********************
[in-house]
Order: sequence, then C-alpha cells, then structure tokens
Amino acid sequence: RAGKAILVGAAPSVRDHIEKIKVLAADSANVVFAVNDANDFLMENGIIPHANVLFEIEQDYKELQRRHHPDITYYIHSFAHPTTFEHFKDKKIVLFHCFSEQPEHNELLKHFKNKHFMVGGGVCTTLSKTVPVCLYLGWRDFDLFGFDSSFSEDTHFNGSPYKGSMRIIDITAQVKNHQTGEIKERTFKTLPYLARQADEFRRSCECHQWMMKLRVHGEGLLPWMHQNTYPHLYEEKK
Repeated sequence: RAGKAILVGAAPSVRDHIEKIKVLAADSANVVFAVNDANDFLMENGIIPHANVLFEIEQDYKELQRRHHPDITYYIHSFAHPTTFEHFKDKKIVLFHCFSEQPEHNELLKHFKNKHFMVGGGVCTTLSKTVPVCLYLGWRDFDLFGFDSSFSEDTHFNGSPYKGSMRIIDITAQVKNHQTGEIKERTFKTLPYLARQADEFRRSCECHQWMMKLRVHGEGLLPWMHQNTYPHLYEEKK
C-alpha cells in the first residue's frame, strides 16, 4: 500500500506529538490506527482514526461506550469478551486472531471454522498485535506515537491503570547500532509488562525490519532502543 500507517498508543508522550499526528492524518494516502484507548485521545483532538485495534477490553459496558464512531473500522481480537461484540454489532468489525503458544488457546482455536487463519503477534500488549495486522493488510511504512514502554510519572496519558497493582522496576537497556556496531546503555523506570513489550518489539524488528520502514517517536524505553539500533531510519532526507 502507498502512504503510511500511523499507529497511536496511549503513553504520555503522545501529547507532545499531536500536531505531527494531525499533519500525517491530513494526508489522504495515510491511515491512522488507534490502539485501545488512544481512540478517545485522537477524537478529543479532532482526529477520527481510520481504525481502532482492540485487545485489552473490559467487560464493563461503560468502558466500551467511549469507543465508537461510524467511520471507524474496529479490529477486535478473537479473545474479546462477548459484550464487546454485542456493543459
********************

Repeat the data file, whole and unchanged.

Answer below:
[in-house]
Order: sequence, then C-alpha cells, then structure tokens
Amino acid sequence: RAGKAILVGAAPSVRDHIEKIKVLAADSANVVFAVNDANDFLMENGIIPHANVLFEIEQDYKELQRRHHPDITYYIHSFAHPTTFEHFKDKKIVLFHCFSEQPEHNELLKHFKNKHFMVGGGVCTTLSKTVPVCLYLGWRDFDLFGFDSSFSEDTHFNGSPYKGSMRIIDITAQVKNHQTGEIKERTFKTLPYLARQADEFRRSCECHQWMMKLRVHGEGLLPWMHQNTYPHLYEEKK
Repeated sequence: RAGKAILVGAAPSVRDHIEKIKVLAADSANVVFAVNDANDFLMENGIIPHANVLFEIEQDYKELQRRHHPDITYYIHSFAHPTTFEHFKDKKIVLFHCFSEQPEHNELLKHFKNKHFMVGGGVCTTLSKTVPVCLYLGWRDFDLFGFDSSFSEDTHFNGSPYKGSMRIIDITAQVKNHQTGEIKERTFKTLPYLARQADEFRRSCECHQWMMKLRVHGEGLLPWMHQNTYPHLYEEKK
C-alpha cells in the first residue's frame, strides 16, 4: 500500500506529538490506527482514526461506550469478551486472531471454522498485535506515537491503570547500532509488562525490519532502543 500507517498508543508522550499526528492524518494516502484507548485521545483532538485495534477490553459496558464512531473500522481480537461484540454489532468489525503458544488457546482455536487463519503477534500488549495486522493488510511504512514502554510519572496519558497493582522496576537497556556496531546503555523506570513489550518489539524488528520502514517517536524505553539500533531510519532526507 502507498502512504503510511500511523499507529497511536496511549503513553504520555503522545501529547507532545499531536500536531505531527494531525499533519500525517491530513494526508489522504495515510491511515491512522488507534490502539485501545488512544481512540478517545485522537477524537478529543479532532482526529477520527481510520481504525481502532482492540485487545485489552473490559467487560464493563461503560468502558466500551467511549469507543465508537461510524467511520471507524474496529479490529477486535478473537479473545474479546462477548459484550464487546454485542456493543459